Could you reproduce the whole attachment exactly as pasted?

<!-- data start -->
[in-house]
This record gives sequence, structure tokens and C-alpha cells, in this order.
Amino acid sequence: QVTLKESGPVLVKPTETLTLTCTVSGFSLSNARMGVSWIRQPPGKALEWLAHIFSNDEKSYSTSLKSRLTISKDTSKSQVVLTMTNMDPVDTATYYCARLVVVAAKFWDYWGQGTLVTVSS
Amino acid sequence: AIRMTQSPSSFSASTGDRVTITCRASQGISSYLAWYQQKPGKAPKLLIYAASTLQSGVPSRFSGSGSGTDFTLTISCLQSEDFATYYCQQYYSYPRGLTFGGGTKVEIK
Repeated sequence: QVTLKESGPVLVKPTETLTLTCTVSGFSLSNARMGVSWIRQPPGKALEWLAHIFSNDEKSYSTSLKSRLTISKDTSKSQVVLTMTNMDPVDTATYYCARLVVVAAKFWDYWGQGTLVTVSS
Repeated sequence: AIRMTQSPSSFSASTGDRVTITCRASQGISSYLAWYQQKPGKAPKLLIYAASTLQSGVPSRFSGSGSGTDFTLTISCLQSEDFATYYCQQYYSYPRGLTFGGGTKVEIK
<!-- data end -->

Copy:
[in-house]
This record gives sequence, structure tokens and C-alpha cells, in this order.
Amino acid sequence: QVTLKESGPVLVKPTETLTLTCTVSGFSLSNARMGVSWIRQPPGKALEWLAHIFSNDEKSYSTSLKSRLTISKDTSKSQVVLTMTNMDPVDTATYYCARLVVVAAKFWDYWGQGTLVTVSS
Amino acid sequence: AIRMTQSPSSFSASTGDRVTITCRASQGISSYLAWYQQKPGKAPKLLIYAASTLQSGVPSRFSGSGSGTDFTLTISCLQSEDFATYYCQQYYSYPRGLTFGGGTKVEIK
Repeated sequence: QVTLKESGPVLVKPTETLTLTCTVSGFSLSNARMGVSWIRQPPGKALEWLAHIFSNDEKSYSTSLKSRLTISKDTSKSQVVLTMTNMDPVDTATYYCARLVVVAAKFWDYWGQGTLVTVSS
Repeated sequence: AIRMTQSPSSFSASTGDRVTITCRASQGISSYLAWYQQKPGKAPKLLIYAASTLQSGVPSRFSGSGSGTDFTLTISCLQSEDFATYYCQQYYSYPRGLTFGGGTKVEIK